October 18, 2017 • Life for Leaders
This is what the LORD says—
your Redeemer, the Holy One of Israel:
“I am the LORD your God,
who teaches you what is best for you,
who directs you in the way you should go.”
Wouldn’t you like to live the best possible life? Wouldn’t you like to experience all that life offers? Wouldn’t you like to use your gifts to make a genuine contribution to this world?
According to Isaiah 48:17, God teaches us what is best for us. God directs us in the way we should go to experience the best possible life. When we walk in God’s ways, God’s work is done through us, not just in our “religious activities,” but in all we do. God is honored and glorified through our obedience and through the fruit of our labors.
But when God teaches us, and when we follow his instruction, we benefit as well. In Isaiah 48:17, God says, “I am the LORD your God, who teaches you what is best for you, who directs you in the way you should go.” Literally, the Hebrew reads, “I am the LORD your God, who teaches you to profit [ya‘al in Hebrew].” A similar thought, and use of the Hebrew verb, is found in Proverbs 11:4: “Riches won’t help [ya‘al] on the day of judgment, but right living can save you from death.” Thus, we obey God’s instructions, not only because it’s right to do so, and not only because our obedience glorifies God, but also because in so doing we discover what is best for us. To put it bluntly, when we are taught by God and walk in God’s ways, we profit. Our efforts are fruitful. Our work matters.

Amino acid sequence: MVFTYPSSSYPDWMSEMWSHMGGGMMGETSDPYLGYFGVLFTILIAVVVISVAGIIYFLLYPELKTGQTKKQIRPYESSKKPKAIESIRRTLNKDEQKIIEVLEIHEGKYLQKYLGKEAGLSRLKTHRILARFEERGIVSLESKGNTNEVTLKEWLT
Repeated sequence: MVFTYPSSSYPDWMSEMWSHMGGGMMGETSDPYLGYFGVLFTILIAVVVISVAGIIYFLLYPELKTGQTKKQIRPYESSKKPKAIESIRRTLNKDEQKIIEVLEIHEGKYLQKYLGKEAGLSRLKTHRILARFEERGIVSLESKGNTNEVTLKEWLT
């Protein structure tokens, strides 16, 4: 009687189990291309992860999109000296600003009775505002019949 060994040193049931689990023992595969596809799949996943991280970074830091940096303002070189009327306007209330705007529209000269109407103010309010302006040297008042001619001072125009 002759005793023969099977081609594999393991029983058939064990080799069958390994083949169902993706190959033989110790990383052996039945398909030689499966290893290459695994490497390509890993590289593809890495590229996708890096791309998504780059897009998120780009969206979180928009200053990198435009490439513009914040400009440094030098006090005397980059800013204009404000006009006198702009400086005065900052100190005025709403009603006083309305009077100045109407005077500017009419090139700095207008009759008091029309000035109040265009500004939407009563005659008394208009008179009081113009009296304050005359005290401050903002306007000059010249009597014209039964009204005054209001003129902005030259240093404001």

Throughout history, and especially in our day, the ways of God do not often match the ways of the world. When it comes to matters of humility, sexuality, worship, generosity, hospitality, forgiveness, leadership, the dignity of all people, reconciliation, and so much more, God teaches us to live in a counter-cultural way. Yet, no matter what the world says, God’s ways are best—best for the world, best for us, best for God. Thus we are encouraged to obey even and especially when our obedience contradicts popular wisdom.
QUESTIONS TO CONSIDER:
As you think of your life, when has following God’s ways brought blessing to you?
Where do you find it hard to do what God says rather than what the world says?
In what ways is God teaching you and directing you in your daily work?
How might you be more open to God’s teaching and guidance today?
Gracious God, thank you for teaching me what is best for me. Left to my own devices, I quickly mess up my life. But when I seek you, when I shape my life according to your Word, when I heed the quiet whisper of your Spirit, when I listen to your voice through my brothers and sisters, then I live in the best possible way. Thank you!
Help me, dear Lord, to pay even closer attention to your teaching. May your words echo in my mind and conscience. In every part of life, may I choose to do what honors you, knowing that living for your glory is the very best life there is. Amen.
Photo by Rita Morais on Unsplash.
Explore more at the Theology of Work Project online commentary: A Trustworthy Worker is Faithful to His or Her Fiduciary Responsibilities (Proverbs)
Dr. Mark D. Roberts is a Senior Strategist for Fuller’s Max De Pree Center for Leadership, where he focuses on the spiritual development and thriving of leaders. He is the principal writer of the daily devotional, Life for Leaders, and the founder of the De Pree Center’s Flourishing in the Third Third of Life Initiative. Previously, Mark was the Executive Director of the De Pree Center, the lead pastor of a church in Southern California, and the Senior Director of Laity Lodge in Texas. He has written eight books, dozens of articles, and over 2,500 devotions that help people discover the difference God makes in their daily life and leadership. With a Ph.D. in New Testament from Harvard, Mark teaches at Fuller Seminary, most recently in his D.Min. cohort on “Faith, Work, Economics, and Vocation.” Mark is married to Linda, a marriage and family counselor, spiritual director, and executive coach. Their two grown children are educators on the high school and college level.